- The Washington Times - Sunday, January 9, 2005

‘Spontaneous orders’

“[Free-market economist Friedrich] Hayek … argued that you can’t easily improve on what he called ‘spontaneous orders.’

There are many situations in which an order has arisen by individuals following rules. They often can’t articulate why they follow the rules, some of them are moral rules, whatever, and this has led to a certain amount of coordination of people’s activity. To the extent that it’s done, that it’s allowed, groups that have followed those rules tend to prosper. That’s what he defined as ‘a spontaneous order.’ …

“To simply come in and say, ‘OK, this stuff all needs changing,’ ignores that social evolution has taken place through time. We can all see the problems that exist in various institutions, but it’s particularly dangerous when you try to make wholesale changes, rather than piecemeal ones, within social institutions to try to achieve better ends. …

“The way socialism was implemented in the 20th century is one of the pre-eminent examples of what goes wrong when you try to reconstruct society along more ‘rational’ lines.”

Bruce Caldwell, author of “Hayek’s Challenge,” interviewed by Nick Gillespie in the January issue of Reason

Stunning results

“Eight years ago Americans ended welfare as they knew it. To judge from their silence on the subject during the 2004 election, they have never looked back. Perhaps that is not surprising. The public always hated welfare, largely because it undercut so many bedrock American values — self-government, personal responsibility, up-from-the-bootstraps hard work. …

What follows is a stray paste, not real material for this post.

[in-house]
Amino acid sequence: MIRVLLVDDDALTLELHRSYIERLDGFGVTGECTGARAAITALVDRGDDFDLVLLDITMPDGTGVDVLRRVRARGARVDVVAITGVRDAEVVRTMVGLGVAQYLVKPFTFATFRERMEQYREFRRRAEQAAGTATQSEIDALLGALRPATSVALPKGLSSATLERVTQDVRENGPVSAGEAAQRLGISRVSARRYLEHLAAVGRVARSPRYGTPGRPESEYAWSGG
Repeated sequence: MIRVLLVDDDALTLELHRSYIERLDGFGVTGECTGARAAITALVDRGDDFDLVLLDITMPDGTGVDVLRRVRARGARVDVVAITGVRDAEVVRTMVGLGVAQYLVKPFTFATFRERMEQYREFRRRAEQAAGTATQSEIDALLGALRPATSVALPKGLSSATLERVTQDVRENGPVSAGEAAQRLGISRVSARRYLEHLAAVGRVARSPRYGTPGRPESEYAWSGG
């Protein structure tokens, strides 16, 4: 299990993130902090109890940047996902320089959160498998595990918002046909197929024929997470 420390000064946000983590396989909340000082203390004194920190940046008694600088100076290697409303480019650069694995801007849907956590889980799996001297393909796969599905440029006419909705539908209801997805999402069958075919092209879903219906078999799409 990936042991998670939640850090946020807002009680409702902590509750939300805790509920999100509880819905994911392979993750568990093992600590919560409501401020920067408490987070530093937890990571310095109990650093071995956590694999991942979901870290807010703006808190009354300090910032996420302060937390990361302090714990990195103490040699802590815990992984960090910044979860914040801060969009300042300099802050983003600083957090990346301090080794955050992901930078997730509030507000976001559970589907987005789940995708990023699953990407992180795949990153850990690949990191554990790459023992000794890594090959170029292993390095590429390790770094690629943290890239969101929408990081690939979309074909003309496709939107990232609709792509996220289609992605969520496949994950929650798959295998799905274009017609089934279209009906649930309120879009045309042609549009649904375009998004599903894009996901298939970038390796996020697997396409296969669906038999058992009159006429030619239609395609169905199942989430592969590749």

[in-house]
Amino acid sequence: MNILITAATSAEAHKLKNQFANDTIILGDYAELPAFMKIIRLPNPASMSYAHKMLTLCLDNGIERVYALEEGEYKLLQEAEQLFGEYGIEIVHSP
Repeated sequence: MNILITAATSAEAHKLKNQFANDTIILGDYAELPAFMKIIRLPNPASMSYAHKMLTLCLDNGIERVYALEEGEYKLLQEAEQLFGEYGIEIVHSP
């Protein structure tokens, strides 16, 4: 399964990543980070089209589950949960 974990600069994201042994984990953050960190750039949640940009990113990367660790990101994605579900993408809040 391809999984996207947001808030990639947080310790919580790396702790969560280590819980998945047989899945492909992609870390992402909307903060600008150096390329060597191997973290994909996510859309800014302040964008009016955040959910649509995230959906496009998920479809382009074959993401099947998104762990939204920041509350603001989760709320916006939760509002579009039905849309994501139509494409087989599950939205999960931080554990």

“As much as any politician, Bill Clinton understood that everyone … hated welfare. …

“Though he was opposed by most of his Cabinet and ended up alienating some of his closest friends, Clinton signed Temporary Assistance for Needy Families (TANF) into law in August 1996. …

“The results stunned just about everyone, including proponents of the bill. To put it simply, the welfare rolls collapsed. Within five years, more than 9 million people — 3 million families — had left welfare, adding up to a decline of 63 percent.”

Kay S. Hymowitz, writing on “Off the Dole,” in the January issue of Commentary

On loan from …?

“A lot of people like Howard Stern. In fact, a lot of American radio listeners more or less organize their lives around Howard Stern. And there are probably at least as many who wouldn’t cross the street to spit at Howard Stern. But here’s the thing: You will never hear a radio professional express anything but admiration, bordering on awe, for Howard Stern.

“There are plenty of debatable pantheon figures in contemporary radio, but just two, Stern and Rush Limbaugh, have redefined the medium. … These luminaries didn’t spawn imitators: they became industries. Limbaugh boasts of ‘talent on loan from God,’ which is tough to dispute when you consider what he wrought with nothing much more than a pair of tonsils.

“Some would suggest that the carnal, lowbrow gifts of Stern, who battled hidebound programmers and executives to create a formidable media empire, are on loan from God’s opposite number. It’s certainly hard to feel positive about the legion of sniggering ‘shock jocks’ who arose to imitate Stern, convinced that sheer outrageousness was the secret of his success.”

Colby Cosh writing on “Stern in Space,” in the December 2004/January 2005 issue of the American Spectator



Click to Read More

Click to Hide